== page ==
A referendum question on the Utah Legislature’s tax overhaul package will not appear on November’s ballot because lawmakers have already wiped out the unpopular reforms.
"The purpose of a referendum petition is to refer a law passed by the legislature to a vote of the people," Lt. Gov. Spencer Cox said in a prepared statement Wednesday. "Since that law has been repealed, there is no longer an existing law to refer to the people, effectively making the referendum moot."
State lawmakers on Tuesday voted nearly unanimously to scrap the divisive tax proposal that they’d passed in a December special session. The dramatic reversal came the same day that state elections officials announced the referendum campaign targeting the reform bill had secured more than the 116,000 signatures needed to qualify for the November ballot.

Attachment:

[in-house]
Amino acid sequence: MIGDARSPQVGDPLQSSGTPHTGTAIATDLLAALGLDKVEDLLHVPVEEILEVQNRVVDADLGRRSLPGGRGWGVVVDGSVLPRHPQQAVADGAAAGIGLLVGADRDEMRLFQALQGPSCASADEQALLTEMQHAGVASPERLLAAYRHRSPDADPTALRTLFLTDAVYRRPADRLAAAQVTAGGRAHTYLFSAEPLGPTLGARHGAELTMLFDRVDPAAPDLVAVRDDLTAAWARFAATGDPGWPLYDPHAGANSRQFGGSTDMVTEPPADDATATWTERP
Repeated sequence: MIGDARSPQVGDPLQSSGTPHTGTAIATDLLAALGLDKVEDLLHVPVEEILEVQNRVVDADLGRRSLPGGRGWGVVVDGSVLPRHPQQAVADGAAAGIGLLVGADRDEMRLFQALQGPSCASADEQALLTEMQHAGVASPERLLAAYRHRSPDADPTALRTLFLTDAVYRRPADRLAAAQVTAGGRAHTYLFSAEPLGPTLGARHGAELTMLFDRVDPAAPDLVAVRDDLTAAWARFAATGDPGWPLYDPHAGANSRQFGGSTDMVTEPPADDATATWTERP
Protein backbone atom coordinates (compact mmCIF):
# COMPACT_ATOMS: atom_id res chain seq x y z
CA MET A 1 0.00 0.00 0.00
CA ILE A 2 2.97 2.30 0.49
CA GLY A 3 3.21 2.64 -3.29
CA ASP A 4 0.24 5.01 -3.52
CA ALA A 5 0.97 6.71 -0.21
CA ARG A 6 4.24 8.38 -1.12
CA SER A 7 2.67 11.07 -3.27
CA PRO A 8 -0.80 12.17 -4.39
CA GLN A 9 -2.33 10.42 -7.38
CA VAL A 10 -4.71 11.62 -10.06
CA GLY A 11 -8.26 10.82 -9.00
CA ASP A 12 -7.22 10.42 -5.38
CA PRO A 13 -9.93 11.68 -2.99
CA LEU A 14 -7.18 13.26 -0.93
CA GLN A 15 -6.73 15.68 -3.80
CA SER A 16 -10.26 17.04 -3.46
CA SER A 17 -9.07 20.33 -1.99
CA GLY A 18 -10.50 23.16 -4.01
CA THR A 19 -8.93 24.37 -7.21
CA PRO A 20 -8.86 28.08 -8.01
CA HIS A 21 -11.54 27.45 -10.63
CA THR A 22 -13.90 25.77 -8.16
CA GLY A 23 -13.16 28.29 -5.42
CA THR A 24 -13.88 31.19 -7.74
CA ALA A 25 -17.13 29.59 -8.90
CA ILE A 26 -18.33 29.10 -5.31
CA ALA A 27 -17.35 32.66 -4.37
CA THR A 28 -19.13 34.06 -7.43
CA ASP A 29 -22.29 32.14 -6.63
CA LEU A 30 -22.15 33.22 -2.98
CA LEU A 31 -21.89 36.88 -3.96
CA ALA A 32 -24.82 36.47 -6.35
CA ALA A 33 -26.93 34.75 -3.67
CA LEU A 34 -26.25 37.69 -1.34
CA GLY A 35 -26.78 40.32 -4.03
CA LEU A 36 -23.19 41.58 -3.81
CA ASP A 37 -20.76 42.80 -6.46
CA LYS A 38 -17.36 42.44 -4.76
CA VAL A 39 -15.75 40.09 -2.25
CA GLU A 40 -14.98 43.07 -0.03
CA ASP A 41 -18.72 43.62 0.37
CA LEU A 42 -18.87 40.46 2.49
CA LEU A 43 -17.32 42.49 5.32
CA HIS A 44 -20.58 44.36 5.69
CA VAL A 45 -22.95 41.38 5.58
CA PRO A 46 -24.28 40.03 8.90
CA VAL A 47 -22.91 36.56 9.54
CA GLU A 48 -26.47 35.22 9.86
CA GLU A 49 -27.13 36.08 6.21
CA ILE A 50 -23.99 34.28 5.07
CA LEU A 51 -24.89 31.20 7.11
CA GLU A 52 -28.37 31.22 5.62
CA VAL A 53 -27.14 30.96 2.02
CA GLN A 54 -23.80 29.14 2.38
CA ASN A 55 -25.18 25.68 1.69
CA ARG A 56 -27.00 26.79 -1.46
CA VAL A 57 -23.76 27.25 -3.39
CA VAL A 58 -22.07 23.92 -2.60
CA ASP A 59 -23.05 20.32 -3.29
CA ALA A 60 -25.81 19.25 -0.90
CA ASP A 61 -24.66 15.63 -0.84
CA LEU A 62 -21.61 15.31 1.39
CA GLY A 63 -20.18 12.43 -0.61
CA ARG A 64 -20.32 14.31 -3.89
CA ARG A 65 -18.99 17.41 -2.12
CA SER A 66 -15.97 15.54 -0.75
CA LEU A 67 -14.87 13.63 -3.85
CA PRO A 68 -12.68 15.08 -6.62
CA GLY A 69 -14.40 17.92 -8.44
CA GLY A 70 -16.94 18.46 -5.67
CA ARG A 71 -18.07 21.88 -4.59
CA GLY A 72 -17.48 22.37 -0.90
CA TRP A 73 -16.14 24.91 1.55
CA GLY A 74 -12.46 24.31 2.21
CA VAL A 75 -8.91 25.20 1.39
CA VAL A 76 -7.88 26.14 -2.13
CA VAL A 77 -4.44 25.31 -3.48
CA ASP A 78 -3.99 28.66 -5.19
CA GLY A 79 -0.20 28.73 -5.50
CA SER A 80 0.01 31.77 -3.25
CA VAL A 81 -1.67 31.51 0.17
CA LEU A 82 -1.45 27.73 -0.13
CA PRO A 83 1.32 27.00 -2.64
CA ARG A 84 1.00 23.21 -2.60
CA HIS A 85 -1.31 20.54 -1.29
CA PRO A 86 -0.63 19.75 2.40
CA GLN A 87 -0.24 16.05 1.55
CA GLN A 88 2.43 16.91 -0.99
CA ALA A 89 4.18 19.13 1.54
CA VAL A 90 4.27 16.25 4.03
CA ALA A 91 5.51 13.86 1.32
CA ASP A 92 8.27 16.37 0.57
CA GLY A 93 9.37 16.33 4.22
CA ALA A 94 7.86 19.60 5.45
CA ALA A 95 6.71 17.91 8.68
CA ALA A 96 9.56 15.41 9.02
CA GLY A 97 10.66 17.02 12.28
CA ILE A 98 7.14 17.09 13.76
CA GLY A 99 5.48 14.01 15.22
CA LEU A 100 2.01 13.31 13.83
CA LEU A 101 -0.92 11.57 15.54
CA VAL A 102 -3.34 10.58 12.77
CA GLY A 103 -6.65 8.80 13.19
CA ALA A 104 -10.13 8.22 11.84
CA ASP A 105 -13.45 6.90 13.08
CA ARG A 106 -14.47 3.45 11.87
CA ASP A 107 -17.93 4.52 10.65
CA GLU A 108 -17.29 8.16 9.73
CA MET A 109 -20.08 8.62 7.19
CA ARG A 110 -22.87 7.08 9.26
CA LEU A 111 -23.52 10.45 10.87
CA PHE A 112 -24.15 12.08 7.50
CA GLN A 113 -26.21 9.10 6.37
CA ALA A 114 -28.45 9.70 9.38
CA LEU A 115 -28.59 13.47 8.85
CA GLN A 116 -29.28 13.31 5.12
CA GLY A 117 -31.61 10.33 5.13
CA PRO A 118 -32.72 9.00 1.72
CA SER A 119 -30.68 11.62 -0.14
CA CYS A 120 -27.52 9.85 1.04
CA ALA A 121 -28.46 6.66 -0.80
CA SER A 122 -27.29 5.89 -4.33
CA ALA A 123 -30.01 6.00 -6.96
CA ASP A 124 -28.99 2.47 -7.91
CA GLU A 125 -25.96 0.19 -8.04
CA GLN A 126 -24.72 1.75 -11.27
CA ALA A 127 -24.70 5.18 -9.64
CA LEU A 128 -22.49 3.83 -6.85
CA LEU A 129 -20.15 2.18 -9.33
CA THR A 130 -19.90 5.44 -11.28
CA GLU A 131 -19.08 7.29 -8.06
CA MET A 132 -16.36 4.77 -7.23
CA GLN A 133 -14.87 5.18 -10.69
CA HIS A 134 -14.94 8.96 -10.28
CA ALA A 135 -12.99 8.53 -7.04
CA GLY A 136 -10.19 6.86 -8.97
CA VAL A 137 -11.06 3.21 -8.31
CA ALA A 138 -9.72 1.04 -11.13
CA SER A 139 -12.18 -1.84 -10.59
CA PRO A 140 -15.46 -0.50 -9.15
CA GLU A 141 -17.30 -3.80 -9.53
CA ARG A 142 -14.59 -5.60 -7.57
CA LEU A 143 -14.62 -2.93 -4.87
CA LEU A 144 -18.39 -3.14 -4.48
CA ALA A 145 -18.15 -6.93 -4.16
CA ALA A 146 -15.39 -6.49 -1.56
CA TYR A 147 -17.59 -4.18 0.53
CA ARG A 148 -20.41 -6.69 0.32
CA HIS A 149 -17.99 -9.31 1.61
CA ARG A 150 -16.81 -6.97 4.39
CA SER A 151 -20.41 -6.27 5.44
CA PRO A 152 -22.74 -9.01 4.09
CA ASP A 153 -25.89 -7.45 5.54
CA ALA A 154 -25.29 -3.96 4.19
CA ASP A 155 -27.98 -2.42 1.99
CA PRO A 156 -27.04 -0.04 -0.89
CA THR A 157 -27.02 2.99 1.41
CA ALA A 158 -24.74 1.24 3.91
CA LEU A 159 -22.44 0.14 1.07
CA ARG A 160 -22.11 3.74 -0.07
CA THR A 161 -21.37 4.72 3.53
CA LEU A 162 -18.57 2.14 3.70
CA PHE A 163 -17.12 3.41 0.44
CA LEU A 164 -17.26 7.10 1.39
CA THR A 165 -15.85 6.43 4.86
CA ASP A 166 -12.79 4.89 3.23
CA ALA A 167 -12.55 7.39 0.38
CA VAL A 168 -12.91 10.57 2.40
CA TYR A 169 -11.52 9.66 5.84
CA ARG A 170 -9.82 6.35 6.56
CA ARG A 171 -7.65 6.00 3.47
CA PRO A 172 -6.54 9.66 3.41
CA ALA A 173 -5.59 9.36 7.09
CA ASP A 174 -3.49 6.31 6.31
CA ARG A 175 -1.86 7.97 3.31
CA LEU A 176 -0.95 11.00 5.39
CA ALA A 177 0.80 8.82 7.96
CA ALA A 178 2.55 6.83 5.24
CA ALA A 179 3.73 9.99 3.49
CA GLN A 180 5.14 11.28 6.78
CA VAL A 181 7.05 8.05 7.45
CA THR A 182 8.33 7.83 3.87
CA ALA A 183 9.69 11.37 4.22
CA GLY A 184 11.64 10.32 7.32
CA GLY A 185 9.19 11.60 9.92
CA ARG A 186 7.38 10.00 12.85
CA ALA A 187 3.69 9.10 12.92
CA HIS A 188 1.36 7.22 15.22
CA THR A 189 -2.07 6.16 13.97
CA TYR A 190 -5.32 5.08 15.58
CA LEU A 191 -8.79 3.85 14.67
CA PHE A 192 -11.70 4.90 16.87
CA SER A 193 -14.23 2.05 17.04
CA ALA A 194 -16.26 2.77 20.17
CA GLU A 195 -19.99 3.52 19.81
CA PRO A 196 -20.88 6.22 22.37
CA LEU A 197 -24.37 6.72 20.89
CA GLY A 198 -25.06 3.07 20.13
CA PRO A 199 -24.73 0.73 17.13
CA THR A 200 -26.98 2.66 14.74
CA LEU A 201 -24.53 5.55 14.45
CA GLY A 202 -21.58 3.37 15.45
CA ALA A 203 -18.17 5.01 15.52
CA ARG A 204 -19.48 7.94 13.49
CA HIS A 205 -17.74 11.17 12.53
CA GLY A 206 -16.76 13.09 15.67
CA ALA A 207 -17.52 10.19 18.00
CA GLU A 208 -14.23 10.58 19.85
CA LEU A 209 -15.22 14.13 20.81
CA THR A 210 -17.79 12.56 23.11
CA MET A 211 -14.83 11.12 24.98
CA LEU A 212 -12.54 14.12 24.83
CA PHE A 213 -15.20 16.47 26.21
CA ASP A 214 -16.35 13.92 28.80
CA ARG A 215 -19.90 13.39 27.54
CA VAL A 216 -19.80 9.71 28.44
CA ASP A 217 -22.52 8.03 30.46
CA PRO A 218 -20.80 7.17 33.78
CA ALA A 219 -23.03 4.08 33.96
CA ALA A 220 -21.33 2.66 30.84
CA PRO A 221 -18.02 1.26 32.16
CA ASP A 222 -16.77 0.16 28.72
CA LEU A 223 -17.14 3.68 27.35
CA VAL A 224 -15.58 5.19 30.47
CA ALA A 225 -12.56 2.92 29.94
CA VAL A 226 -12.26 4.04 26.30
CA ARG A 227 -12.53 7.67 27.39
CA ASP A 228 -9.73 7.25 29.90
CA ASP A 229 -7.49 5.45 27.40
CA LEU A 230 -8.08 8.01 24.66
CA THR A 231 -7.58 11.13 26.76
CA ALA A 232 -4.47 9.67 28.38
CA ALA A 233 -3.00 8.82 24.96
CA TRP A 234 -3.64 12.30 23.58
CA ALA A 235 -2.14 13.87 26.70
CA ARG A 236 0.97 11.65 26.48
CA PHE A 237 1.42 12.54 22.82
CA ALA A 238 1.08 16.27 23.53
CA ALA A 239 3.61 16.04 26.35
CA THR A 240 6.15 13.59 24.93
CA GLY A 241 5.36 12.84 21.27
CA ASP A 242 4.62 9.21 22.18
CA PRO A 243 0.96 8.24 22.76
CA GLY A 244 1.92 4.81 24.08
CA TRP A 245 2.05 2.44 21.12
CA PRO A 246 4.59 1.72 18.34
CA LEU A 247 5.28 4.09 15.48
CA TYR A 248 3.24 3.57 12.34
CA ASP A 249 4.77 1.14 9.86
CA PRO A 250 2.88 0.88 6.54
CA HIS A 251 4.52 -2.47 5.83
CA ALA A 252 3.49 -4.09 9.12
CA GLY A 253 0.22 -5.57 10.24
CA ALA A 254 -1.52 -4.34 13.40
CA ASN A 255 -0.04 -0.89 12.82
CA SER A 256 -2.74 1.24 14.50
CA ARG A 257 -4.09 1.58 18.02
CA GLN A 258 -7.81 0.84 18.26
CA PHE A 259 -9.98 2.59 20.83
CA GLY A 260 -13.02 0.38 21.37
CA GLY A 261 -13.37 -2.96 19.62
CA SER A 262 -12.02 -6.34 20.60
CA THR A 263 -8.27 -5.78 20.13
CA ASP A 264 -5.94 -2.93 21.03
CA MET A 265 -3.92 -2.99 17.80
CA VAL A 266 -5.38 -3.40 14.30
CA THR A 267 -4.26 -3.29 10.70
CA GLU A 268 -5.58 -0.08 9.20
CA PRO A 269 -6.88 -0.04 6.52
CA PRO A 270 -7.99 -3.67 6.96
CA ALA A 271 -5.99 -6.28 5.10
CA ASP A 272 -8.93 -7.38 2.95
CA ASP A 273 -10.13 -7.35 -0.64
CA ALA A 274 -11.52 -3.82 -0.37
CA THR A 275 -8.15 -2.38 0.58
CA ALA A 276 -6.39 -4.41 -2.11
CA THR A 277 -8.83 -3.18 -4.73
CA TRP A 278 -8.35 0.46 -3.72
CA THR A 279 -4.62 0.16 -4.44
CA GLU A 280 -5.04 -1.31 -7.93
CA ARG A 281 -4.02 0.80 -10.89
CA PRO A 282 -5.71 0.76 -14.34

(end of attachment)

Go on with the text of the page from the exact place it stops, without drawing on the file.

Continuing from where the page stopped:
Fred Cox, a former state lawmaker who helped lead the citizen uprising against the bill, said he’s not surprised the ballot will not include a referendum question on a law that no longer exists.
"As long as the Legislature doesn't try to reconstruct the bill in pieces or in full, I don't know that we would be contesting that," he said in a Wednesday phone interview.
The unpopular tax bill would have hiked the state’s sales tax on food and imposed the sales tax on gas purchases and a variety of service transactions, including car towing and pet grooming. However, it would’ve delivered tax cut of $160 million through a combination of income tax cuts and credits.
Utah’s governor and legislative leaders announced they would repeal the tax reform package after Cox’s referendum group declared they’d collected more than 150,000 signatures.
A recent Salt Lake Tribune poll showed that 60% of Utahns opposed the tax reform plan, while 25% supported it. Just 15% didn’t have an opinion.